Masonry, which includes bricks, blocks, and stone, is a building material that combines strength, durability, and flexibility with aesthetic appeal. It is a versatile material that can be used to build everything from walls to fireplaces and patios.
A career in masonry requires a high level of physical labor and a strong understanding of math and blueprint reading. This is why masons often undergo an apprenticeship program lasting three to four years before they can work independently.
During their training, apprentices learn how to use masonry tools and how to lay a variety of materials. In addition, they attend classes on a nightly basis to learn more about the trade.
As a mason, your job is to create sturdy, structurally sound structures that can withstand the elements and support the weight of occupants. Besides building new structures, masons also repair existing ones.
One of the most important skills a mason can master is laying bricks and stones. This involves determining the proper size of each unit and then applying mortar to bind them together. This is an essential skill because it helps prevent cracks in the masonry and can even help improve the overall look of the wall.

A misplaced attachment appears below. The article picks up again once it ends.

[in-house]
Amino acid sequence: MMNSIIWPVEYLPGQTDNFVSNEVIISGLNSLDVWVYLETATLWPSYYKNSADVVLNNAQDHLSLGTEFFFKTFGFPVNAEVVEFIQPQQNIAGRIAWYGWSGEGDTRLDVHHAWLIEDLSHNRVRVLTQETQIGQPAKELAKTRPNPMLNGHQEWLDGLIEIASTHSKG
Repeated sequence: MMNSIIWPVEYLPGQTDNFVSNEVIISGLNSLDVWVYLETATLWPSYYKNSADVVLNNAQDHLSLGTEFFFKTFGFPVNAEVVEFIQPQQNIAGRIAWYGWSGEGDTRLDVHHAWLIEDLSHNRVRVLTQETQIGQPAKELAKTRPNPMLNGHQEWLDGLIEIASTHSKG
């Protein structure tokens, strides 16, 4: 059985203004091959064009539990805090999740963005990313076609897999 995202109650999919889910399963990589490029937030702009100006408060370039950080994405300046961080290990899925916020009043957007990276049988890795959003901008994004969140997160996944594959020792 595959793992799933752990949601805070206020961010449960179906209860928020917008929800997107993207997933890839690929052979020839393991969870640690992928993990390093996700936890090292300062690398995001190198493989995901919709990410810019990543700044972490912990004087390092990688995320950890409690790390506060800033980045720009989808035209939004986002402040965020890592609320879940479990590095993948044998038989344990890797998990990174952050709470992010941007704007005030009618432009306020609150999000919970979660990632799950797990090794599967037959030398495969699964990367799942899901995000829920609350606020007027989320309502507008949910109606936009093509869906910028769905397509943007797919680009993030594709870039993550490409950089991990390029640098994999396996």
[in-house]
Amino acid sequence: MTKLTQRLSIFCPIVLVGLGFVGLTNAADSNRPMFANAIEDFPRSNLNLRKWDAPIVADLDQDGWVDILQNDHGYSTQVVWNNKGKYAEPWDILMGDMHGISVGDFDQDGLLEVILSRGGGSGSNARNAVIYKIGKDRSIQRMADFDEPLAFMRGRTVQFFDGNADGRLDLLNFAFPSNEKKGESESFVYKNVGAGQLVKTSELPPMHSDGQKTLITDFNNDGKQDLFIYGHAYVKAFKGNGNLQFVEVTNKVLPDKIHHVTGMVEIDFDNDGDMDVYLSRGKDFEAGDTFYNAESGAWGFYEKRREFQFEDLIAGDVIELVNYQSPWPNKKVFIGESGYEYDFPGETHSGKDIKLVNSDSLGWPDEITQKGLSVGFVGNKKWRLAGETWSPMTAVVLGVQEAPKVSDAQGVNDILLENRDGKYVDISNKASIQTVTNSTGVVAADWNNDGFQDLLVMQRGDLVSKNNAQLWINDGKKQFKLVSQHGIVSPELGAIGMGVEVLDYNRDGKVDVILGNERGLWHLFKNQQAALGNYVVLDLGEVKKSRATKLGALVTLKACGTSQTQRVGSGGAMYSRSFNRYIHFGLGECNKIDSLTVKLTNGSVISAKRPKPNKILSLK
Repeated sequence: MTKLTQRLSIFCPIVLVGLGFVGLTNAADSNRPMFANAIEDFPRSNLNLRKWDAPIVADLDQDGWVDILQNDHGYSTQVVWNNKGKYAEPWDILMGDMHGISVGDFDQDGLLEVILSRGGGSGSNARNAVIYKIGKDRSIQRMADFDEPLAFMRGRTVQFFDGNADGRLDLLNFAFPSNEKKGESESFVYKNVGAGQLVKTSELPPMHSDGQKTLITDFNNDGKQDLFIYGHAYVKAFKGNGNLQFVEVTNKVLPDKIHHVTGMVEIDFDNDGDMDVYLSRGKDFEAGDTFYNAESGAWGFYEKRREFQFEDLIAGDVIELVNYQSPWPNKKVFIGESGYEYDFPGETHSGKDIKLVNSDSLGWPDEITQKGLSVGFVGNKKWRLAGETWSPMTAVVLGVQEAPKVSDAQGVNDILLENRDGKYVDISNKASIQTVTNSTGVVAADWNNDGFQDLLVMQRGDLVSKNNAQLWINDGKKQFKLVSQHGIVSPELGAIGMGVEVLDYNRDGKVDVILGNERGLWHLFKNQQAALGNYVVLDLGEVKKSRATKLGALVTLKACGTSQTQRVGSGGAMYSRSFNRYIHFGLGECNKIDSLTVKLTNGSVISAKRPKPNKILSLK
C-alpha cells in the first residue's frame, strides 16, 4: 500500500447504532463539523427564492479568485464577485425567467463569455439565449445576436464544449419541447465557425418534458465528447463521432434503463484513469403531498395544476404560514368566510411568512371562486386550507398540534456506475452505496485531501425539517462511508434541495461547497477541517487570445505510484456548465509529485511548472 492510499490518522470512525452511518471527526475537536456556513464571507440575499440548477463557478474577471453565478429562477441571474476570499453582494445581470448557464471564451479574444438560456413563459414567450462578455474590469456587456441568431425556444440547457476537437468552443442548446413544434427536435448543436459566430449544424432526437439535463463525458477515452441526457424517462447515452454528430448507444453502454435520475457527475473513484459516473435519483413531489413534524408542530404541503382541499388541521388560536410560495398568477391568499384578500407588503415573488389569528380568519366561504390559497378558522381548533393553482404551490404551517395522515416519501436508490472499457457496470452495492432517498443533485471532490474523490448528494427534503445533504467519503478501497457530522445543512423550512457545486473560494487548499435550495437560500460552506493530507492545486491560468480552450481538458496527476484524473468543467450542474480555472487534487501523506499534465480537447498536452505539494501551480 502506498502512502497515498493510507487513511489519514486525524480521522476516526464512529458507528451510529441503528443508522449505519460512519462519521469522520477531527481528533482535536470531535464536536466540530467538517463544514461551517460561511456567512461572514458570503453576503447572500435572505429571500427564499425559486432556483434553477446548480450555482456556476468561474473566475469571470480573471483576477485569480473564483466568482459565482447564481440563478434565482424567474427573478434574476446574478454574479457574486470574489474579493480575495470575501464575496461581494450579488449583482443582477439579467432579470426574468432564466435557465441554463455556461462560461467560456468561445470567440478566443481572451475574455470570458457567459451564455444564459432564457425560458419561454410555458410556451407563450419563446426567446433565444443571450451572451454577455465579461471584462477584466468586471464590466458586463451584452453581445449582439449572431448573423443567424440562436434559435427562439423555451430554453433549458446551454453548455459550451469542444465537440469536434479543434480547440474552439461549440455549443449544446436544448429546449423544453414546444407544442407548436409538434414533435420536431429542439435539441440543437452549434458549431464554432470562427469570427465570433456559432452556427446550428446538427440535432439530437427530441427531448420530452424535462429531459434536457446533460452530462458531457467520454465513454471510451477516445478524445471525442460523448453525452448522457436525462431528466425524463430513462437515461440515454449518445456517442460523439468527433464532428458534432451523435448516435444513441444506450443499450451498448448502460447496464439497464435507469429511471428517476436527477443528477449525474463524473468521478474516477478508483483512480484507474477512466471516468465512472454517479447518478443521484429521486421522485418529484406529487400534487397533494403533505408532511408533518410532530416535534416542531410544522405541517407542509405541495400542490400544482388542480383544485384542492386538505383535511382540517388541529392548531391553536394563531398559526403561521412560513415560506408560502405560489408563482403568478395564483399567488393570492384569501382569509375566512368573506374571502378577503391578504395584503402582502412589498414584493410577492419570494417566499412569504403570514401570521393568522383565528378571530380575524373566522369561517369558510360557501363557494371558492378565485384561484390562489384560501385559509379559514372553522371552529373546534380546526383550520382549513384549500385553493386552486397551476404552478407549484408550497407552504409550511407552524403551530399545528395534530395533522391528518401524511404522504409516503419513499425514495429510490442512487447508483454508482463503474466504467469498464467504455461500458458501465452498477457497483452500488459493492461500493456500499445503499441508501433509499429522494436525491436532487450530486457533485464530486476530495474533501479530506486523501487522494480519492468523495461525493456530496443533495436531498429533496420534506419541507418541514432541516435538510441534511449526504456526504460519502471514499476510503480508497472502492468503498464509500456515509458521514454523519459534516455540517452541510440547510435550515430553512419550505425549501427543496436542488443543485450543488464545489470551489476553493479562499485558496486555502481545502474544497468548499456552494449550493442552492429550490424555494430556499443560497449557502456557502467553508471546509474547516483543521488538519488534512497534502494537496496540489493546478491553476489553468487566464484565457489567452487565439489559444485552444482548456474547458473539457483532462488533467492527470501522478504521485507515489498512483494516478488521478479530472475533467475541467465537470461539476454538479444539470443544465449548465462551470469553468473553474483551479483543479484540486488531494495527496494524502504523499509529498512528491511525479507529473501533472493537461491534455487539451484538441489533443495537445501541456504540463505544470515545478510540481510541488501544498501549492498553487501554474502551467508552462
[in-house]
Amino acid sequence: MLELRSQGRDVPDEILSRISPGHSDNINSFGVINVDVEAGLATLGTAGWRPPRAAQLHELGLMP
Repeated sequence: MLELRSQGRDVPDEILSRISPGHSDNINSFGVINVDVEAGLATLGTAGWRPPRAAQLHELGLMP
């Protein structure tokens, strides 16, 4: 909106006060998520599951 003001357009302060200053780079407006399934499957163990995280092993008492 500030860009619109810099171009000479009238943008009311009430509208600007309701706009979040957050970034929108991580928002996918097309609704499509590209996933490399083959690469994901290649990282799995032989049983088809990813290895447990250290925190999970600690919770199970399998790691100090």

To be successful, masons must practice a lot and learn from their mistakes. This can be challenging, but it’s essential to the quality of their work.
Bricks are a type of masonry that’s made from a combination of clay and sand. They’re usually red or brown and have a rectangular shape. These bricks are often stacked on top of each other to create a wall, fireplace, or other structure.
Concrete slabs are another type of masonry that’s used to create walkways, sidewalks, and driveways. Like brick and stone, concrete slabs need a solid foundation, which is typically made from crushed stone. Crushed stone provides a more stable base than dirt, and helps distribute the weight of the concrete to the ground below.
Masonry can be damaged by several things, including temperature changes and salt crystals that form on the surface of the bricks. To protect masonry, skilled masons install caulk and flashing.
Unlike concrete, which needs an airtight and waterproof surface to hold it together, bricks are porous and can expand and contract with the weather. This is why they must be protected with caulking, which helps to keep moisture out of the masonry.
In addition to repairing masonry, masons can build custom homes and commercial buildings. Masons are responsible for constructing the roofs and exteriors of these structures, as well as the interior layout.
A skilled mason can also construct stone walls and other structures that can make a space more rustic and less commercial. These kinds of structures are a great way to showcase the natural beauty of a property and add character to a home or business.
As a mason, you can earn an excellent living and make a difference in your community. The construction of new masonry structures and repairs to existing ones will continue to increase, so there is plenty of opportunity for masons to build careers.